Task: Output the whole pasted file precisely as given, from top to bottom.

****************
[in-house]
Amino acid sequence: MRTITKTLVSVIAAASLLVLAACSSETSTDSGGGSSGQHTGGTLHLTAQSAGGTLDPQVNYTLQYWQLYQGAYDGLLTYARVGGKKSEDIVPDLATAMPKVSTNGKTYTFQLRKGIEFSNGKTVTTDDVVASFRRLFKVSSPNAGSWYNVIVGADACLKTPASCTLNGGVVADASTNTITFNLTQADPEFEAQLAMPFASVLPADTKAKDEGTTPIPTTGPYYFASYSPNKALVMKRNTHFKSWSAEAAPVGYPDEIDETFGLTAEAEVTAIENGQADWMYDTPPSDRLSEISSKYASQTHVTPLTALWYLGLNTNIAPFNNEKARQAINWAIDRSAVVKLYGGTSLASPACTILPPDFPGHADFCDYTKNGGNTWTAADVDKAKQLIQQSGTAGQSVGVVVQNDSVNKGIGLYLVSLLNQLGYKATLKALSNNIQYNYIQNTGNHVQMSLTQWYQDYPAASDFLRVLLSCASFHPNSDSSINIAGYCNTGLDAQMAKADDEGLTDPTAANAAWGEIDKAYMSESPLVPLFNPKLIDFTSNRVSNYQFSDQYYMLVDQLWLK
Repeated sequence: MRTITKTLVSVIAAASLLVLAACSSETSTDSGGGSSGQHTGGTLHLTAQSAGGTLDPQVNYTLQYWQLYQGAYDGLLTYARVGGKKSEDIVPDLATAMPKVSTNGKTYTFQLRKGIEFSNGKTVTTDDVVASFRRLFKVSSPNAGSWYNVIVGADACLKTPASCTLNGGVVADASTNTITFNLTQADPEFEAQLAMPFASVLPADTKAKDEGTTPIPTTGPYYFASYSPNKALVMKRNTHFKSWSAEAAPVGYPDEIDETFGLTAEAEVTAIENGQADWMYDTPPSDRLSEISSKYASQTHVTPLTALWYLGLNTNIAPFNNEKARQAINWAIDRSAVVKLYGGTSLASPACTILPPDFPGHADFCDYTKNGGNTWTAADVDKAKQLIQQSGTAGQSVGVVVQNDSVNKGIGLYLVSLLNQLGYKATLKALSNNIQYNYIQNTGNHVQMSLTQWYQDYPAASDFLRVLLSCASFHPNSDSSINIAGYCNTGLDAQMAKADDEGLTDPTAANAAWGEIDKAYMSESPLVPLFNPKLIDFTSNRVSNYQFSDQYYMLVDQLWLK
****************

[in-house]
Amino acid sequence: MRTITKTLVSVIAAASLLVLAACSSETSTDSGGGSSGQHTGGTLHLTAQSAGGTLDPQVNYTLQYWQLYQGAYDGLLTYARVGGKKSEDIVPDLATAMPKVSTNGKTYTFQLRKGIEFSNGKTVTTDDVVASFRRLFKVSSPNAGSWYNVIVGADACLKTPASCTLNGGVVADASTNTITFNLTQADPEFEAQLAMPFASVLPADTKAKDEGTTPIPTTGPYYFASYSPNKALVMKRNTHFKSWSAEAAPVGYPDEIDETFGLTAEAEVTAIENGQADWMYDTPPSDRLSEISSKYASQTHVTPLTALWYLGLNTNIAPFNNEKARQAINWAIDRSAVVKLYGGTSLASPACTILPPDFPGHADFCDYTKNGGNTWTAADVDKAKQLIQQSGTAGQSVGVVVQNDSVNKGIGLYLVSLLNQLGYKATLKALSNNIQYNYIQNTGNHVQMSLTQWYQDYPAASDFLRVLLSCASFHPNSDSSINIAGYCNTGLDAQMAKADDEGLTDPTAANAAWGEIDKAYMSESPLVPLFNPKLIDFTSNRVSNYQFSDQYYMLVDQLWLK
Repeated sequence: MRTITKTLVSVIAAASLLVLAACSSETSTDSGGGSSGQHTGGTLHLTAQSAGGTLDPQVNYTLQYWQLYQGAYDGLLTYARVGGKKSEDIVPDLATAMPKVSTNGKTYTFQLRKGIEFSNGKTVTTDDVVASFRRLFKVSSPNAGSWYNVIVGADACLKTPASCTLNGGVVADASTNTITFNLTQADPEFEAQLAMPFASVLPADTKAKDEGTTPIPTTGPYYFASYSPNKALVMKRNTHFKSWSAEAAPVGYPDEIDETFGLTAEAEVTAIENGQADWMYDTPPSDRLSEISSKYASQTHVTPLTALWYLGLNTNIAPFNNEKARQAINWAIDRSAVVKLYGGTSLASPACTILPPDFPGHADFCDYTKNGGNTWTAADVDKAKQLIQQSGTAGQSVGVVVQNDSVNKGIGLYLVSLLNQLGYKATLKALSNNIQYNYIQNTGNHVQMSLTQWYQDYPAASDFLRVLLSCASFHPNSDSSINIAGYCNTGLDAQMAKADDEGLTDPTAANAAWGEIDKAYMSESPLVPLFNPKLIDFTSNRVSNYQFSDQYYMLVDQLWLK